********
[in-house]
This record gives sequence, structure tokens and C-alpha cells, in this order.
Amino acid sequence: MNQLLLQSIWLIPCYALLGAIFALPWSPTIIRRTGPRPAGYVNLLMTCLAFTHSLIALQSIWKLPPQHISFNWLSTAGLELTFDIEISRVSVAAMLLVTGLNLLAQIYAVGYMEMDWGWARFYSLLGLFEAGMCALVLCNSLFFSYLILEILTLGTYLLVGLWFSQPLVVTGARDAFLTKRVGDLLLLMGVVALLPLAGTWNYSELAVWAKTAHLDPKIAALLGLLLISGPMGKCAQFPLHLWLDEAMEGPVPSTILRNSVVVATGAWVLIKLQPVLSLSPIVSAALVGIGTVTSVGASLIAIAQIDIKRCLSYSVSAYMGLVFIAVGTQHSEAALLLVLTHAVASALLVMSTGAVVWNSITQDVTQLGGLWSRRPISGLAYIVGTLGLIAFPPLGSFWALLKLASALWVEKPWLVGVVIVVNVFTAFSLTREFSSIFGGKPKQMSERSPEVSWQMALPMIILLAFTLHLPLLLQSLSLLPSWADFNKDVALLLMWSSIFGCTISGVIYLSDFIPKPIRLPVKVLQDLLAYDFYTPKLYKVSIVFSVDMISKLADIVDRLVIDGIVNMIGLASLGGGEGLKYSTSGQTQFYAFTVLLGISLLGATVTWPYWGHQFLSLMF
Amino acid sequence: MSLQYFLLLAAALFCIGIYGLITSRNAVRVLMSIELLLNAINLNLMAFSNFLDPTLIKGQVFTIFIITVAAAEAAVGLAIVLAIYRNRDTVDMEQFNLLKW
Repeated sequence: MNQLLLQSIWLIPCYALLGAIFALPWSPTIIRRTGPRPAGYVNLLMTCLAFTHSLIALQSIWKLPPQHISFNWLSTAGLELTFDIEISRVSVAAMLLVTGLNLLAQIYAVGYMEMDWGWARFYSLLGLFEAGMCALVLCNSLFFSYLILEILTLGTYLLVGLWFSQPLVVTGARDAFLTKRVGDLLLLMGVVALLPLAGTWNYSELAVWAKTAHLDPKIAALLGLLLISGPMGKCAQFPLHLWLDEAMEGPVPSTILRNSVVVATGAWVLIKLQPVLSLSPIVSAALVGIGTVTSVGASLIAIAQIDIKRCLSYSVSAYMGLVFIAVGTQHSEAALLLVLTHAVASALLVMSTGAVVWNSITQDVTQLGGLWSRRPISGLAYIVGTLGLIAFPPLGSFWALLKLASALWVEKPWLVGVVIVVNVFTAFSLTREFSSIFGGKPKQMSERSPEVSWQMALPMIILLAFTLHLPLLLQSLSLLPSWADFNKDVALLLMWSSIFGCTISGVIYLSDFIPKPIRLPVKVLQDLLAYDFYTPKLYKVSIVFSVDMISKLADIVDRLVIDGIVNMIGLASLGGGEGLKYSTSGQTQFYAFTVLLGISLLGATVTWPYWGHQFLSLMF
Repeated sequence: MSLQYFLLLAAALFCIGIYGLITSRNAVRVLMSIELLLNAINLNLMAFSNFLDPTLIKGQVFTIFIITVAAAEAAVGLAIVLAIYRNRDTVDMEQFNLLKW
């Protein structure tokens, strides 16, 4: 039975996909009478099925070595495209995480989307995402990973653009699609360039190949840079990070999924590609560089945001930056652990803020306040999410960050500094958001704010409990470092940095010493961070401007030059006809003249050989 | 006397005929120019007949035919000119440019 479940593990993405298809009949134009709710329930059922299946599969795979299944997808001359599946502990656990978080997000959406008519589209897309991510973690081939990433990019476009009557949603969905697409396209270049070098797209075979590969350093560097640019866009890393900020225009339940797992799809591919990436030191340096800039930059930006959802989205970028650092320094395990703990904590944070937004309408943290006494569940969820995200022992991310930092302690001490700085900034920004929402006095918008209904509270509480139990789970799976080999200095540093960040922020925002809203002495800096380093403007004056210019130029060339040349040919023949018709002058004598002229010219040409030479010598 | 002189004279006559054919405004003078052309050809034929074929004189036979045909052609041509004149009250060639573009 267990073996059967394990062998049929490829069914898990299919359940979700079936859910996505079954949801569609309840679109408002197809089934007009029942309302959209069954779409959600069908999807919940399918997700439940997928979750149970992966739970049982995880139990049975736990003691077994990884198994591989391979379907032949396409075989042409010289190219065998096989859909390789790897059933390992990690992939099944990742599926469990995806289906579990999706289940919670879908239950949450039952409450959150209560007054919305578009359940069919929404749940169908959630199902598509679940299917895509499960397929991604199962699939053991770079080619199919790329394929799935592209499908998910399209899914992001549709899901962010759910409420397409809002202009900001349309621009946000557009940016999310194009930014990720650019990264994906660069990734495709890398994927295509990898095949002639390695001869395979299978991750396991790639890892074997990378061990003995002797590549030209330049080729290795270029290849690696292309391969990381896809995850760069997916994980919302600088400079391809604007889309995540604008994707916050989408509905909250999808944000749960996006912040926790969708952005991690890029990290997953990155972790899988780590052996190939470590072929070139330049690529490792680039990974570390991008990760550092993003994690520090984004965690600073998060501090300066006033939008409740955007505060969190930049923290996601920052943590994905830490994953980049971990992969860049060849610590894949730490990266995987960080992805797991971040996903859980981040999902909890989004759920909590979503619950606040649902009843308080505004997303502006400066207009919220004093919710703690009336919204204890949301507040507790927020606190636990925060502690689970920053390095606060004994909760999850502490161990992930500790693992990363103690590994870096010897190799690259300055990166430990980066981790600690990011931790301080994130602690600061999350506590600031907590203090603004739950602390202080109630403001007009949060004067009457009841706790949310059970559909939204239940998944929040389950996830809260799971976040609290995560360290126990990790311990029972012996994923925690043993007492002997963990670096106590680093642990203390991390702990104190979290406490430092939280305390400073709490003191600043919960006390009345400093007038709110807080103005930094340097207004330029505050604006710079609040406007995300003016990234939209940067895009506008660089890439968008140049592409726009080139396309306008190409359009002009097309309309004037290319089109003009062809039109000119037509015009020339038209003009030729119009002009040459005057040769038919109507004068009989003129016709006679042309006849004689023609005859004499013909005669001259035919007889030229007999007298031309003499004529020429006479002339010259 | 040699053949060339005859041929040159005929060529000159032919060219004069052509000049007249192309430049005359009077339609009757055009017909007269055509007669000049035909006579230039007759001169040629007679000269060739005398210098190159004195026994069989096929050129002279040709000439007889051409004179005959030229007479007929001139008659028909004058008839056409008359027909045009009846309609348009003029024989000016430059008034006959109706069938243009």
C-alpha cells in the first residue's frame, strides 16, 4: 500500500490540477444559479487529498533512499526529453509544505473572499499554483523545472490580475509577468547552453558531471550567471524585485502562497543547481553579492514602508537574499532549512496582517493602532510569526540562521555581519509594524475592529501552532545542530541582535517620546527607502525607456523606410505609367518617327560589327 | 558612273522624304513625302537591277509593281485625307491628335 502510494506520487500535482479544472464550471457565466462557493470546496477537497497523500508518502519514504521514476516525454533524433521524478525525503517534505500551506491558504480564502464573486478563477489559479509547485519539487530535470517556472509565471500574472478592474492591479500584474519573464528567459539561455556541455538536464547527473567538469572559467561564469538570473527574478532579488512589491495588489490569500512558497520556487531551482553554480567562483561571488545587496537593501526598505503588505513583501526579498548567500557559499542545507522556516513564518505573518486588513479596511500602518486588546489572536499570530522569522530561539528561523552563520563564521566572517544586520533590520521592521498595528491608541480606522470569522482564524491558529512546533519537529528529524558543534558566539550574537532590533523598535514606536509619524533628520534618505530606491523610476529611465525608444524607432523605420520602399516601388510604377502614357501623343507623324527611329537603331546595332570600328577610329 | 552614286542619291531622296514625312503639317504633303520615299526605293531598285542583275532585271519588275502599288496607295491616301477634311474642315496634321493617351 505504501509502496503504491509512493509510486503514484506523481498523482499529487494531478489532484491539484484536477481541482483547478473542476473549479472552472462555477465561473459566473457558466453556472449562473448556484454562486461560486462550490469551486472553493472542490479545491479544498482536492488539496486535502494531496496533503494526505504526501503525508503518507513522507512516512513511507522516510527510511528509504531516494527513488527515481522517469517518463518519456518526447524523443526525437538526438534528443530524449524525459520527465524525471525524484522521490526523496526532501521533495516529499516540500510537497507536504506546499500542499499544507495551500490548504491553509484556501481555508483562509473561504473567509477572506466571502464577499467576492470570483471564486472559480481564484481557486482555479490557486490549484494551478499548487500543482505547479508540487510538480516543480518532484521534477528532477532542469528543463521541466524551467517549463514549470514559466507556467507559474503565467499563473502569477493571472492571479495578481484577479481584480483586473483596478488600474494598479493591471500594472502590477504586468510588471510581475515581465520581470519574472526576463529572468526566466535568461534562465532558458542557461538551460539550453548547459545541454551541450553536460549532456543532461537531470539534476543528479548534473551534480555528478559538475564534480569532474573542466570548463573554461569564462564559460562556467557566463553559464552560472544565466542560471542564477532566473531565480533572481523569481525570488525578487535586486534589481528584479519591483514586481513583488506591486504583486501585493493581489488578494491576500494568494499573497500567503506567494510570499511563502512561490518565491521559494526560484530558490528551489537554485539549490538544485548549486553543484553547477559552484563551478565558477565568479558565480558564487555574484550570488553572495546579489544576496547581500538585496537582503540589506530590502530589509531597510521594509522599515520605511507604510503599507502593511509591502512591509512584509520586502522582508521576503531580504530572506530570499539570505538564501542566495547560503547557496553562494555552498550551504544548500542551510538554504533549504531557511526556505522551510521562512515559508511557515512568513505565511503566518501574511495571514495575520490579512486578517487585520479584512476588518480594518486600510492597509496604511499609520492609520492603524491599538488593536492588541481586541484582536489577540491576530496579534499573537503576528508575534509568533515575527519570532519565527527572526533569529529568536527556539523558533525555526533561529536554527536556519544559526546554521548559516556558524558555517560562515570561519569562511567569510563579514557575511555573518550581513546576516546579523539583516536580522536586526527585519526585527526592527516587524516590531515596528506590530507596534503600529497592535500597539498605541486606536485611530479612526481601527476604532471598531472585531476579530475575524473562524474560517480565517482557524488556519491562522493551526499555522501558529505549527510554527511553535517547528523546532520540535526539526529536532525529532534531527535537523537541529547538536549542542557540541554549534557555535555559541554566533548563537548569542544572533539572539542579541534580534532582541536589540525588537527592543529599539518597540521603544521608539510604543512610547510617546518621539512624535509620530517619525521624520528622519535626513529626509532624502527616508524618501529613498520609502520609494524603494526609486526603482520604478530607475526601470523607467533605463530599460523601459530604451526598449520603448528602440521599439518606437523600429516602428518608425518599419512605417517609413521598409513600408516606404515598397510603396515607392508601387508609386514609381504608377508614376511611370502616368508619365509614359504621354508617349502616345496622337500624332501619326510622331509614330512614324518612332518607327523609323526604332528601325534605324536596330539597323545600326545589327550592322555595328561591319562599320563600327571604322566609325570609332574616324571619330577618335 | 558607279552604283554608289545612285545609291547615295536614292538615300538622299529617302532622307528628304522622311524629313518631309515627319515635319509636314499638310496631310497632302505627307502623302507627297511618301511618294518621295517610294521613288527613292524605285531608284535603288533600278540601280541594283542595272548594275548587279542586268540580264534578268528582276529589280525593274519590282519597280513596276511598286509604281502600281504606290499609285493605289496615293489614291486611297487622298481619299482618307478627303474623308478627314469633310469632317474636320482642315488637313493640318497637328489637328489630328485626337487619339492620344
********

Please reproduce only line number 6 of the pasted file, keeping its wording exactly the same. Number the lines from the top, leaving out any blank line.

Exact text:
Repeated sequence: MSLQYFLLLAAALFCIGIYGLITSRNAVRVLMSIELLLNAINLNLMAFSNFLDPTLIKGQVFTIFIITVAAAEAAVGLAIVLAIYRNRDTVDMEQFNLLKW